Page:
[Tig] why vectorscopes aren't that useful for color matching

Lucas Wilson lucas
Sat May 20 22:05:07 BST 2006


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Thanks to oktobor for supporting the TIG
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Glen,

Below...

-----Original Message-----
From: glenn chan

Or if available, many software-based color correctors have an eyedropper
that lets you sample a neutral color, and the color corrector does the white
balance for you.  

[lucas] This is true - as long as you know what white is. Most color
correctors do not let you assign white. Is it 940? 1023? Something else?
What is white? 

I find that approach the fastest (for a mouse+keyboard interface anyways),
and accurate enough.

[lucas] When you're dealing with broadcast specs, and your show will get
rejected if they don't meet those specs, "accurate enough" is dicey at best.

Because I work with software-based color correctors (mainly on the NLE
side), that spoils me.  You don't need a vectorscope for color balance when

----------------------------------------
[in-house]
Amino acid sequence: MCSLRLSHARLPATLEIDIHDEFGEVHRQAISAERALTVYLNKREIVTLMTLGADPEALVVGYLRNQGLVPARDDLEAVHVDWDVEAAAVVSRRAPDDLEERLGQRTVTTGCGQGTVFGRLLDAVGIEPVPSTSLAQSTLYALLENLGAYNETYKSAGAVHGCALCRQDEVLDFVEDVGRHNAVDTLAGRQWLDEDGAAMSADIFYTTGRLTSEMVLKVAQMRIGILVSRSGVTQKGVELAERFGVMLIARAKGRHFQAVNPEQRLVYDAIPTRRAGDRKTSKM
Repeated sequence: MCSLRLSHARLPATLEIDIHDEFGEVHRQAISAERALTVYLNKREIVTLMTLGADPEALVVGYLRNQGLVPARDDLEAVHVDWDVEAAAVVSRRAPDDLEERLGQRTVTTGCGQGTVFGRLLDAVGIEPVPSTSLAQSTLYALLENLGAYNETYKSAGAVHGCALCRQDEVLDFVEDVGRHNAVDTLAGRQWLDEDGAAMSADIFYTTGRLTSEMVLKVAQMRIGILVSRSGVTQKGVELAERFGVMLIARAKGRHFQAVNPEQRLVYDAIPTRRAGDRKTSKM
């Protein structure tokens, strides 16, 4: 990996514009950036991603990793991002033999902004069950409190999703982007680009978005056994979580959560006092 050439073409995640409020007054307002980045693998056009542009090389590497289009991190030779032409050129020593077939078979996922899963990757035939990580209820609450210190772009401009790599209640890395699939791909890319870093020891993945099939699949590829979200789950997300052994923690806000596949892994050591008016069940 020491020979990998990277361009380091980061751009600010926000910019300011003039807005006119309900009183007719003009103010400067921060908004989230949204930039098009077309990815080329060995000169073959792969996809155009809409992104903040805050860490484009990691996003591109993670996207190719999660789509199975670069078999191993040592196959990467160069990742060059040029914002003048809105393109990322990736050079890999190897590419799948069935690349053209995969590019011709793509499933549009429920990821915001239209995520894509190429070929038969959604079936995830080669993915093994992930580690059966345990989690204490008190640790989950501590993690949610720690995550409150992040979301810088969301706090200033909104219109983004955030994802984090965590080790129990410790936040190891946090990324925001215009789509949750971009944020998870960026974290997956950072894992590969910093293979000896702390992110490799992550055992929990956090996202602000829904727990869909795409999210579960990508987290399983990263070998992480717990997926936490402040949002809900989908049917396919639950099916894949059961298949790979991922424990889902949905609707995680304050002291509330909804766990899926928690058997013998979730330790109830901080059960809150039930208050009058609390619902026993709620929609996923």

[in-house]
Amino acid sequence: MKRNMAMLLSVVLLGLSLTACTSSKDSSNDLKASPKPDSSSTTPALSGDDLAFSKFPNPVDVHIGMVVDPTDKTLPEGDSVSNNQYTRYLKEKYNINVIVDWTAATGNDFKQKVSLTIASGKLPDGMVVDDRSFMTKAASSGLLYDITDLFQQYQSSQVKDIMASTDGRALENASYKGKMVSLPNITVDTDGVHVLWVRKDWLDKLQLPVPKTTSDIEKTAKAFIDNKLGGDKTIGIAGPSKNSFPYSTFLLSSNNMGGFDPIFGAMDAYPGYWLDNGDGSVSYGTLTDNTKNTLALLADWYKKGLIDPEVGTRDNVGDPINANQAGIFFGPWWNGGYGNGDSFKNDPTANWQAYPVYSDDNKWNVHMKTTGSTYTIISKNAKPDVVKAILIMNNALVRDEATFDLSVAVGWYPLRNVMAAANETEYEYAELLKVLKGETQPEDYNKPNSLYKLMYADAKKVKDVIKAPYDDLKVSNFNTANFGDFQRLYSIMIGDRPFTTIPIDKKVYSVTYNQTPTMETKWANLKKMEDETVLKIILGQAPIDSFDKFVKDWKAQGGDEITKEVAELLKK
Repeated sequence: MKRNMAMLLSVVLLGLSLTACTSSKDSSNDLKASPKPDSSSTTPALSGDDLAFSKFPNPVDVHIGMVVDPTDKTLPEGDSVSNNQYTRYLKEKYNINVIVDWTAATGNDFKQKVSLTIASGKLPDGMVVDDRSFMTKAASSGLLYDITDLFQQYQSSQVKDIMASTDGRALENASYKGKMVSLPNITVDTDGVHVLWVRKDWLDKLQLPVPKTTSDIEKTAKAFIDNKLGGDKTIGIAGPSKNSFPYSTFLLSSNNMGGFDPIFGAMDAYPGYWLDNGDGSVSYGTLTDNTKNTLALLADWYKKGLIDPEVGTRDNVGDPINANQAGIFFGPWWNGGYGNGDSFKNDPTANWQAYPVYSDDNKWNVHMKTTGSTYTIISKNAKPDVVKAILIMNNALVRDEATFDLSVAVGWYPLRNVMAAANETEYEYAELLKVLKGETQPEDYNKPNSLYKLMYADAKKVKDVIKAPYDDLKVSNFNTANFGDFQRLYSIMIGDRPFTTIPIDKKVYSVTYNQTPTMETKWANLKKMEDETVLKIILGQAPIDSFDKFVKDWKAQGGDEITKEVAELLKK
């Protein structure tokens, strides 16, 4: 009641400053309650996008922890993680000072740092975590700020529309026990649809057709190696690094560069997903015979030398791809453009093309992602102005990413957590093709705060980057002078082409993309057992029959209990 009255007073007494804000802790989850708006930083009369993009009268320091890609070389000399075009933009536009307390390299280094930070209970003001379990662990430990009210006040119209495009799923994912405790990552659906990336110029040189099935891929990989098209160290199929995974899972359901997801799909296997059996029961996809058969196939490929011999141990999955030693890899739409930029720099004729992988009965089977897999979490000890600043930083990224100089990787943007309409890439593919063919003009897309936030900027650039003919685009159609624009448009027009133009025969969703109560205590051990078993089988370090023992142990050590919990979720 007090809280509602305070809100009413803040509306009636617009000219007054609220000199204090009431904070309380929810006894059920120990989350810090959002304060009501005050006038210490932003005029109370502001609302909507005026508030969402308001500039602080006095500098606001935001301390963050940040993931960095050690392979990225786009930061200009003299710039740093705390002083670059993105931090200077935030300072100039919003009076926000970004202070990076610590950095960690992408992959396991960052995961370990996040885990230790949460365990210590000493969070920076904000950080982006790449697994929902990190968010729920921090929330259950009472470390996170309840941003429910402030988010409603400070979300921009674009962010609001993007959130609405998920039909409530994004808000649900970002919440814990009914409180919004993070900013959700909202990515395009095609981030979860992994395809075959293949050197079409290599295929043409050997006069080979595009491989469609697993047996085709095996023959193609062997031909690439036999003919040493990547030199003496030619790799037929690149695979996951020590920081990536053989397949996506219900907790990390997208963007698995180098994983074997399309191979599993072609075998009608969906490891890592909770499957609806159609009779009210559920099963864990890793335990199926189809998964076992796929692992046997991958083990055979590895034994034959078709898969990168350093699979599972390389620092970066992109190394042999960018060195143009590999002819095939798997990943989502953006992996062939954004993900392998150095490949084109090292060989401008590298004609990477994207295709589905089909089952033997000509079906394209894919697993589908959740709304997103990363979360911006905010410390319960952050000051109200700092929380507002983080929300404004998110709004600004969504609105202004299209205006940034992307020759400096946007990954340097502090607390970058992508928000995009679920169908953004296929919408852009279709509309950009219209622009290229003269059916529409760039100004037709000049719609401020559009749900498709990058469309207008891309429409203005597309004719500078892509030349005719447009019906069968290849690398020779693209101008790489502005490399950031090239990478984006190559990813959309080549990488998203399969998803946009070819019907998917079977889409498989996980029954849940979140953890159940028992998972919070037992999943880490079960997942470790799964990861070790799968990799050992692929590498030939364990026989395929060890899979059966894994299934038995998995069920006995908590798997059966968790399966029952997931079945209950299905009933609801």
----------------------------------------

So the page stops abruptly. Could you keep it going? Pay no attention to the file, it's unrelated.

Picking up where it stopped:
you can eyedropper everything.  Matching colors is best done by eye.  That's
my experience anyways.

[lucas] Sure - as long as your monitor is calibrated, your lighting
environment is correct and your delivery is the same as your environment. 

This thread makes me recall my days as a mix engineer. A lot of rock bands
would want to crank the hell out of the bass and the snap on the kick in my
mix room, because it sounded incredible. And it did. And I would always make
two mixes - one that sounded incredible in the room, and one that would
sound good on the radio and in the average car stereo. Occasionally, for
really obstinate bands, I would put the mix on the Auratones for a minute
and let them decide if they really wanted the bass that far up and punchy in
the mix.

Environment is everything. If you're coloring "in the room," then it all
looks great. But don't expect it to look great anywhere else unless you've
set it up so you *know* it will look great.

Lucas Wilson
------------
Master of Widgets
Assimilate, Inc.
Los Angeles


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